“We don’t know what their decision will be nor do we know when they will make it,” she says. “But we do know they’re considering it.”

Many thorny questions remain, such as who should be eligible for palliative care and what Medicare should pay for it. At present, there is enormous variety in the rate of reimbursement for palliative care, ranging from less than $200 to about $1,000 per month per patient. The Medicare hospice benefit provides many of the same services as palliative care, but at a far more intensive level, and costs about $5,000 per month per patient, Meier says.

“It’s a marketplace. Buyers — meaning the health plans — are looking to get the best deals from various vendors and provider entities, and still get the result they want, which is the avoidance of the hospitalization,” Meier says.

Meanwhile, Surber’s health is rapidly deteriorating. Even simple things, such as getting Gordon’s oxygen tanks delivered, can take an agonizingly long time because of their remote location.

Palliative care could do a lot for Gordon, including help him use his medicines effectively and avoid redundant trips to the ER, Fratkin says. “I can think of 20 simple things we could do to help them enjoy each other and take the pressure off Judy, instead of her having to watch a slow-moving train wreck,” he says

A pillar of the palliative care approach is supporting caregivers, he says. “There’s tons of data on what Judy’s giving up, in terms of her own vitality, longevity, and resilience,” he says.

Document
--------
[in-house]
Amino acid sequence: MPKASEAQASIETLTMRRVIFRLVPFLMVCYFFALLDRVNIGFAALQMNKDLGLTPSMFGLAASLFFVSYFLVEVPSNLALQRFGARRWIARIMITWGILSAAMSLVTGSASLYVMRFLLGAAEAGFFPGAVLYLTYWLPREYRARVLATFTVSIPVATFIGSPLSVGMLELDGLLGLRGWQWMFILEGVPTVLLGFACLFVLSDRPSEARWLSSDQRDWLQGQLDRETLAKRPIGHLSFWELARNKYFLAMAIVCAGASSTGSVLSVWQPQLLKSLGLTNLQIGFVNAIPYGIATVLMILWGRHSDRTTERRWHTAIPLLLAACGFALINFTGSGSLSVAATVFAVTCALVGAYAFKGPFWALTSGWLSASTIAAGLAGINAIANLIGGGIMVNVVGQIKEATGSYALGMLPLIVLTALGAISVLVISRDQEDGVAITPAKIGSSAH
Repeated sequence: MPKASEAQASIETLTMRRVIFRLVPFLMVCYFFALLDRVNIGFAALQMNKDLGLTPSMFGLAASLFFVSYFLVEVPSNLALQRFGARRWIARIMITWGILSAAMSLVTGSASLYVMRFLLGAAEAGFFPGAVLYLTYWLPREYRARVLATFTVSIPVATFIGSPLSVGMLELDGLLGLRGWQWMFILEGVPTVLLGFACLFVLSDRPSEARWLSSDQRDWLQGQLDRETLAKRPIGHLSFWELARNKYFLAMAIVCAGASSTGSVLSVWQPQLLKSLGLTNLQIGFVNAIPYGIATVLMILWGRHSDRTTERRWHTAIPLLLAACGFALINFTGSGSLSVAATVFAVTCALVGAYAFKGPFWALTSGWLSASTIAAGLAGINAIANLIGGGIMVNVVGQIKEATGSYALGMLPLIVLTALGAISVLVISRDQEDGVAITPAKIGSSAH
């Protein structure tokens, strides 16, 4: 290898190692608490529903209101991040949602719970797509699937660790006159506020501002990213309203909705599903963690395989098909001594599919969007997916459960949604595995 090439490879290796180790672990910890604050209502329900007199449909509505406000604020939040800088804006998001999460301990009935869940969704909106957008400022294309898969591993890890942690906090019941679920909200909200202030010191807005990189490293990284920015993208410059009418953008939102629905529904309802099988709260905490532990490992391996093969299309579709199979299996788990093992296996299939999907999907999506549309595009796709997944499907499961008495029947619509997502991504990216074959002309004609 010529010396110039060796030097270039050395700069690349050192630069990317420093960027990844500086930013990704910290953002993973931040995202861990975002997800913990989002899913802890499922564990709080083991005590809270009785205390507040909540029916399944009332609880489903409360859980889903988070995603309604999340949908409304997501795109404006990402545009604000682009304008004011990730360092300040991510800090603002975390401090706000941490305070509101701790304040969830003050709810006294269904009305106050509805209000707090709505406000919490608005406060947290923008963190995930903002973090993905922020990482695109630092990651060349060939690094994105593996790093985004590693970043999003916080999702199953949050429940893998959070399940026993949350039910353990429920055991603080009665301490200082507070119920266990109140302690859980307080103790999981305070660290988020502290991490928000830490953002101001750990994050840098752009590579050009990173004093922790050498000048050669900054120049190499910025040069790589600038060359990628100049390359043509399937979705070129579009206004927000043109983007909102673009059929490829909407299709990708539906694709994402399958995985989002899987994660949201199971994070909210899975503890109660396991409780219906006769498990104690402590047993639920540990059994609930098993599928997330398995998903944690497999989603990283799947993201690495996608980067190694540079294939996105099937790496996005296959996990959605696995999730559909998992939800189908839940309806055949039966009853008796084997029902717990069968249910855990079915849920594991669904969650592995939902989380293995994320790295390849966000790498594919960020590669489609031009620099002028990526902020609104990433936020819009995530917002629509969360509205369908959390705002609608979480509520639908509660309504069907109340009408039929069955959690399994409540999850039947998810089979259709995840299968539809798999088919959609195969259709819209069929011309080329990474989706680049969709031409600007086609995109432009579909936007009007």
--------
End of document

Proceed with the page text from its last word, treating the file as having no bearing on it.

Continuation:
On a hot summer Sunday, Judy and Gordon Surber decided to take their three grandkids down to swim in the aquamarine Trinity River. Judy’s and Gordon’s son, Roger, helped load a cooler full of Pepsi, sliced salami and cheese into the car, while Judy squeezed 1-year-old Kinsinta’s plump legs into a bathing suit.

Down at the river, Bella, 9, and Roger Jr., 3, made war against an invisible water monster. Kinsinta scooped sand into her mouth almost as quickly as Judy could wipe it out. Gordon sat under the shade of a portable shelter, curling his shoulders forward and letting his head droop down onto his chest. Soon he went to sit in the car to discretely sip from his oxygen tank. He fell asleep there. Staring at the water, Judy contemplated their predicament. “I think the hard thing is that we don’t know what we’re up against,” she says. “Will he have time? What will it be like in the end?”

Emily Underwood’s reporting was supported by a USC Annenberg Center for Health Journalism California Fellowship.